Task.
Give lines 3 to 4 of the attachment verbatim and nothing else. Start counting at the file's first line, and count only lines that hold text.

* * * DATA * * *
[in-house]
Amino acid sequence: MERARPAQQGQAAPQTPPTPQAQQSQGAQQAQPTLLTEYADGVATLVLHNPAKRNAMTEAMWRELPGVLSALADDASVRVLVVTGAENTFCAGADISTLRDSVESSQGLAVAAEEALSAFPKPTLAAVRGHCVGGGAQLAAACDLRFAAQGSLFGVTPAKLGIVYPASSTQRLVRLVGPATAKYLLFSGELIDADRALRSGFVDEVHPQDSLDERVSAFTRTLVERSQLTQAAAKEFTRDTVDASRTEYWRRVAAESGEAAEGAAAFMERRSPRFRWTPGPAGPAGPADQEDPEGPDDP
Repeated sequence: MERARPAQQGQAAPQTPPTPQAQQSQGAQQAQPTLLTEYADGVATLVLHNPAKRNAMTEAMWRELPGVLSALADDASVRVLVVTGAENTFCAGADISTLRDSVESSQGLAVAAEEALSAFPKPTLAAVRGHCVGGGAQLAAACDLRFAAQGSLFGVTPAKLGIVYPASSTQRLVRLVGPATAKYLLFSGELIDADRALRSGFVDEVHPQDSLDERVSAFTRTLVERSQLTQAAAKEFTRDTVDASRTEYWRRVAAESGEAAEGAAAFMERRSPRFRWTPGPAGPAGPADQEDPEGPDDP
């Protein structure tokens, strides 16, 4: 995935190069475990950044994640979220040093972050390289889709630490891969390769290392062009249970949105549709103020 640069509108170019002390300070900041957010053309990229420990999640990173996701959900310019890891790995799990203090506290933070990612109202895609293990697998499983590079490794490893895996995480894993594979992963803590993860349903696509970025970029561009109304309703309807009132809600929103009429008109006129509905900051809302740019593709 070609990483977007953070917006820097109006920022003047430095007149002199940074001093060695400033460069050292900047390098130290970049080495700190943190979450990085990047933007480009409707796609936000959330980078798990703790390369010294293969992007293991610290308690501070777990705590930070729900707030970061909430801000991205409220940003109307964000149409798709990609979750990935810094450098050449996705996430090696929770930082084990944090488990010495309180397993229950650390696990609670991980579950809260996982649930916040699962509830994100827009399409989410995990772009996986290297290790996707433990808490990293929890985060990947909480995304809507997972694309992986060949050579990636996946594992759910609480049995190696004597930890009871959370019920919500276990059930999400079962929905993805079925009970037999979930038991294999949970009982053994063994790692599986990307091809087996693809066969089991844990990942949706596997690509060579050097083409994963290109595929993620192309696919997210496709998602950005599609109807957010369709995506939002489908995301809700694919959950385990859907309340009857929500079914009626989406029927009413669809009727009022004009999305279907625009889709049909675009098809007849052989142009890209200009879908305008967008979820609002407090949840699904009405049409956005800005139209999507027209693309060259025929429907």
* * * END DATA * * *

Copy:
Repeated sequence: MERARPAQQGQAAPQTPPTPQAQQSQGAQQAQPTLLTEYADGVATLVLHNPAKRNAMTEAMWRELPGVLSALADDASVRVLVVTGAENTFCAGADISTLRDSVESSQGLAVAAEEALSAFPKPTLAAVRGHCVGGGAQLAAACDLRFAAQGSLFGVTPAKLGIVYPASSTQRLVRLVGPATAKYLLFSGELIDADRALRSGFVDEVHPQDSLDERVSAFTRTLVERSQLTQAAAKEFTRDTVDASRTEYWRRVAAESGEAAEGAAAFMERRSPRFRWTPGPAGPAGPADQEDPEGPDDP
């Protein structure tokens, strides 16, 4: 995935190069475990950044994640979220040093972050390289889709630490891969390769290392062009249970949105549709103020 640069509108170019002390300070900041957010053309990229420990999640990173996701959900310019890891790995799990203090506290933070990612109202895609293990697998499983590079490794490893895996995480894993594979992963803590993860349903696509970025970029561009109304309703309807009132809600929103009429008109006129509905900051809302740019593709 070609990483977007953070917006820097109006920022003047430095007149002199940074001093060695400033460069050292900047390098130290970049080495700190943190979450990085990047933007480009409707796609936000959330980078798990703790390369010294293969992007293991610290308690501070777990705590930070729900707030970061909430801000991205409220940003109307964000149409798709990609979750990935810094450098050449996705996430090696929770930082084990944090488990010495309180397993229950650390696990609670991980579950809260996982649930916040699962509830994100827009399409989410995990772009996986290297290790996707433990808490990293929890985060990947909480995304809507997972694309992986060949050579990636996946594992759910609480049995190696004597930890009871959370019920919500276990059930999400079962929905993805079925009970037999979930038991294999949970009982053994063994790692599986990307091809087996693809066969089991844990990942949706596997690509060579050097083409994963290109595929993620192309696919997210496709998602950005599609109807957010369709995506939002489908995301809700694919959950385990859907309340009857929500079914009626989406029927009413669809009727009022004009999305279907625009889709049909675009098809007849052989142009890209200009879908305008967008979820609002407090949840699904009405049409956005800005139209999507027209693309060259025929429907």